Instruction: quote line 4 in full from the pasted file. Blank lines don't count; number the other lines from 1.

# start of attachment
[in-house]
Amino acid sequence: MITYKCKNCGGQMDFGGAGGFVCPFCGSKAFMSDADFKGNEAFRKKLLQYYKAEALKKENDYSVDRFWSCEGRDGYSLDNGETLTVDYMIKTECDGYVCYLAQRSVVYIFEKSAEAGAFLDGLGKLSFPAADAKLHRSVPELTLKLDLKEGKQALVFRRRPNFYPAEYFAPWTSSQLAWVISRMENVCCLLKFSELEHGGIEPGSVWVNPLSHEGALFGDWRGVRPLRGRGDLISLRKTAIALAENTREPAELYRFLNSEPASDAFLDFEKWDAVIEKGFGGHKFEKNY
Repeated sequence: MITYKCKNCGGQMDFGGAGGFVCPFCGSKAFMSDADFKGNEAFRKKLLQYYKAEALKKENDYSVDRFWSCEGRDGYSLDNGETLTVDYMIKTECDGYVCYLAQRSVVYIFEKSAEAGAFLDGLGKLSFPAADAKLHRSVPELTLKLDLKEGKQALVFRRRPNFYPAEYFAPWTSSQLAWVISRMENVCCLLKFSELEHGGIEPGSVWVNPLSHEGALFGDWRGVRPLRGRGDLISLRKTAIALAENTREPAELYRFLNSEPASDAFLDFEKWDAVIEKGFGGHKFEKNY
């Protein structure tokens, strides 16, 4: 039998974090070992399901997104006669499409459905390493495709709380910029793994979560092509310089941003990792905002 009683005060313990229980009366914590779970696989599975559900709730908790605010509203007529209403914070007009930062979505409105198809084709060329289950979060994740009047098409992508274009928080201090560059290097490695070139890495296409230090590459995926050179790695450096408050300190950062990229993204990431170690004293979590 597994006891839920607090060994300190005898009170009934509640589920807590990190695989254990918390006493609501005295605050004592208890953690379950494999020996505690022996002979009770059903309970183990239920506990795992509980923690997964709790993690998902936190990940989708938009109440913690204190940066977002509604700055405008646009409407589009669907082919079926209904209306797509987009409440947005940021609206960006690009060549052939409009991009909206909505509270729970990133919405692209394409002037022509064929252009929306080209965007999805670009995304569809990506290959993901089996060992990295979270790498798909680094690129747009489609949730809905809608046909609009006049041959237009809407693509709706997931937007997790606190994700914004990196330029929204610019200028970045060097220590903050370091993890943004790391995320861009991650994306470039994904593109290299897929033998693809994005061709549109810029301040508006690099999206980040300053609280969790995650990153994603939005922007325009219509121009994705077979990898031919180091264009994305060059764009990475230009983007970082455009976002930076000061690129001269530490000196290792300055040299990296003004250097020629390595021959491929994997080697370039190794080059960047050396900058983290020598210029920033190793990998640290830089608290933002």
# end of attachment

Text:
């Protein structure tokens, strides 16, 4: 039998974090070992399901997104006669499409459905390493495709709380910029793994979560092509310089941003990792905002 009683005060313990229980009366914590779970696989599975559900709730908790605010509203007529209403914070007009930062979505409105198809084709060329289950979060994740009047098409992508274009928080201090560059290097490695070139890495296409230090590459995926050179790695450096408050300190950062990229993204990431170690004293979590 597994006891839920607090060994300190005898009170009934509640589920807590990190695989254990918390006493609501005295605050004592208890953690379950494999020996505690022996002979009770059903309970183990239920506990795992509980923690997964709790993690998902936190990940989708938009109440913690204190940066977002509604700055405008646009409407589009669907082919079926209904209306797509987009409440947005940021609206960006690009060549052939409009991009909206909505509270729970990133919405692209394409002037022509064929252009929306080209965007999805670009995304569809990506290959993901089996060992990295979270790498798909680094690129747009489609949730809905809608046909609009006049041959237009809407693509709706997931937007997790606190994700914004990196330029929204610019200028970045060097220590903050370091993890943004790391995320861009991650994306470039994904593109290299897929033998693809994005061709549109810029301040508006690099999206980040300053609280969790995650990153994603939005922007325009219509121009994705077979990898031919180091264009994305060059764009990475230009983007970082455009976002930076000061690129001269530490000196290792300055040299990296003004250097020629390595021959491929994997080697370039190794080059960047050396900058983290020598210029920033190793990998640290830089608290933002």